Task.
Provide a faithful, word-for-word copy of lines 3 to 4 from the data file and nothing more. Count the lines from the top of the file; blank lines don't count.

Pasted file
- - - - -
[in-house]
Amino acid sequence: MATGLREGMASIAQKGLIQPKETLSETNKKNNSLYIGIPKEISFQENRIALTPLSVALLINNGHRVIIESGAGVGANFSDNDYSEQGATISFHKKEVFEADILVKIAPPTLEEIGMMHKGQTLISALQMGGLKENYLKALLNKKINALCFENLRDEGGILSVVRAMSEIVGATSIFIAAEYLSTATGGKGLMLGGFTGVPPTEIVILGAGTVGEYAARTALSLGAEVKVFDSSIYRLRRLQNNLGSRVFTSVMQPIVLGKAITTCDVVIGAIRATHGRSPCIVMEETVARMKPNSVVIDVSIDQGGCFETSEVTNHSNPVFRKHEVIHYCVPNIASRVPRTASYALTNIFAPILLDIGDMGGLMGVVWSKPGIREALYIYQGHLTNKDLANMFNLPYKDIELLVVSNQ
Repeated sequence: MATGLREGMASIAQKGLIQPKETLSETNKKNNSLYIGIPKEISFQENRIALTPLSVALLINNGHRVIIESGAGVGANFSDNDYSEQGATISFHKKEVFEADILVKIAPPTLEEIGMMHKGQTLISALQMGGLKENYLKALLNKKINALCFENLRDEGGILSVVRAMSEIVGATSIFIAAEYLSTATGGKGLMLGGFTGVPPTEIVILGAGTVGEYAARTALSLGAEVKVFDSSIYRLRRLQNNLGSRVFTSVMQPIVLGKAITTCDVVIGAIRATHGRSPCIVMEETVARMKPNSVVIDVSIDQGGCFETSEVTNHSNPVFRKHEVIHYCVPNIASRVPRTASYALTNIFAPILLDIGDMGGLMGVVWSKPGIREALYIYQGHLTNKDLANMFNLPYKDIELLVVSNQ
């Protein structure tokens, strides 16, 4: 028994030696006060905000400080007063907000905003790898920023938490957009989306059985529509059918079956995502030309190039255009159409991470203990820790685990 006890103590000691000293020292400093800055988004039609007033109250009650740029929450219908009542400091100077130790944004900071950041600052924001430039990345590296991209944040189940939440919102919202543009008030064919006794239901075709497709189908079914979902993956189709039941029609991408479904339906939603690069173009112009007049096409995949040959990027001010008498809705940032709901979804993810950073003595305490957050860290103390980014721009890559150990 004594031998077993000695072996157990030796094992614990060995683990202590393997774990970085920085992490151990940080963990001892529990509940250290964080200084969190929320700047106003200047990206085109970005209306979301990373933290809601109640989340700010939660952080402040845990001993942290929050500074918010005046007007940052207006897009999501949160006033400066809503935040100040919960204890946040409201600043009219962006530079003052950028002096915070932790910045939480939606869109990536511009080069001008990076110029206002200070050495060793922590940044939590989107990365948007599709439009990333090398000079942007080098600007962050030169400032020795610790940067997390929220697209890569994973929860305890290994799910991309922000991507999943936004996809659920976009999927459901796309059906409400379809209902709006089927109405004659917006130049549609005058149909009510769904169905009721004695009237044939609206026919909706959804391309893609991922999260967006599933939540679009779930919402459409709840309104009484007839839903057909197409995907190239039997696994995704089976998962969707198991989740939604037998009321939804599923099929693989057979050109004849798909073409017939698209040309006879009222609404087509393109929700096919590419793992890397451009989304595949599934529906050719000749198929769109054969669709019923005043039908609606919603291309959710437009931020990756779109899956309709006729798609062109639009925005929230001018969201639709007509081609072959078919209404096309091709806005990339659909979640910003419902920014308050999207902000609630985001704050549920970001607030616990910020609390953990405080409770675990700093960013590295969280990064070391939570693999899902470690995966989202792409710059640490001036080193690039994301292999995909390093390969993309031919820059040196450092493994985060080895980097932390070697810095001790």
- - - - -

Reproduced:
Repeated sequence: MATGLREGMASIAQKGLIQPKETLSETNKKNNSLYIGIPKEISFQENRIALTPLSVALLINNGHRVIIESGAGVGANFSDNDYSEQGATISFHKKEVFEADILVKIAPPTLEEIGMMHKGQTLISALQMGGLKENYLKALLNKKINALCFENLRDEGGILSVVRAMSEIVGATSIFIAAEYLSTATGGKGLMLGGFTGVPPTEIVILGAGTVGEYAARTALSLGAEVKVFDSSIYRLRRLQNNLGSRVFTSVMQPIVLGKAITTCDVVIGAIRATHGRSPCIVMEETVARMKPNSVVIDVSIDQGGCFETSEVTNHSNPVFRKHEVIHYCVPNIASRVPRTASYALTNIFAPILLDIGDMGGLMGVVWSKPGIREALYIYQGHLTNKDLANMFNLPYKDIELLVVSNQ
């Protein structure tokens, strides 16, 4: 028994030696006060905000400080007063907000905003790898920023938490957009989306059985529509059918079956995502030309190039255009159409991470203990820790685990 006890103590000691000293020292400093800055988004039609007033109250009650740029929450219908009542400091100077130790944004900071950041600052924001430039990345590296991209944040189940939440919102919202543009008030064919006794239901075709497709189908079914979902993956189709039941029609991408479904339906939603690069173009112009007049096409995949040959990027001010008498809705940032709901979804993810950073003595305490957050860290103390980014721009890559150990 004594031998077993000695072996157990030796094992614990060995683990202590393997774990970085920085992490151990940080963990001892529990509940250290964080200084969190929320700047106003200047990206085109970005209306979301990373933290809601109640989340700010939660952080402040845990001993942290929050500074918010005046007007940052207006897009999501949160006033400066809503935040100040919960204890946040409201600043009219962006530079003052950028002096915070932790910045939480939606869109990536511009080069001008990076110029206002200070050495060793922590940044939590989107990365948007599709439009990333090398000079942007080098600007962050030169400032020795610790940067997390929220697209890569994973929860305890290994799910991309922000991507999943936004996809659920976009999927459901796309059906409400379809209902709006089927109405004659917006130049549609005058149909009510769904169905009721004695009237044939609206026919909706959804391309893609991922999260967006599933939540679009779930919402459409709840309104009484007839839903057909197409995907190239039997696994995704089976998962969707198991989740939604037998009321939804599923099929693989057979050109004849798909073409017939698209040309006879009222609404087509393109929700096919590419793992890397451009989304595949599934529906050719000749198929769109054969669709019923005043039908609606919603291309959710437009931020990756779109899956309709006729798609062109639009925005929230001018969201639709007509081609072959078919209404096309091709806005990339659909979640910003419902920014308050999207902000609630985001704050549920970001607030616990910020609390953990405080409770675990700093960013590295969280990064070391939570693999899902470690995966989202792409710059640490001036080193690039994301292999995909390093390969993309031919820059040196450092493994985060080895980097932390070697810095001790």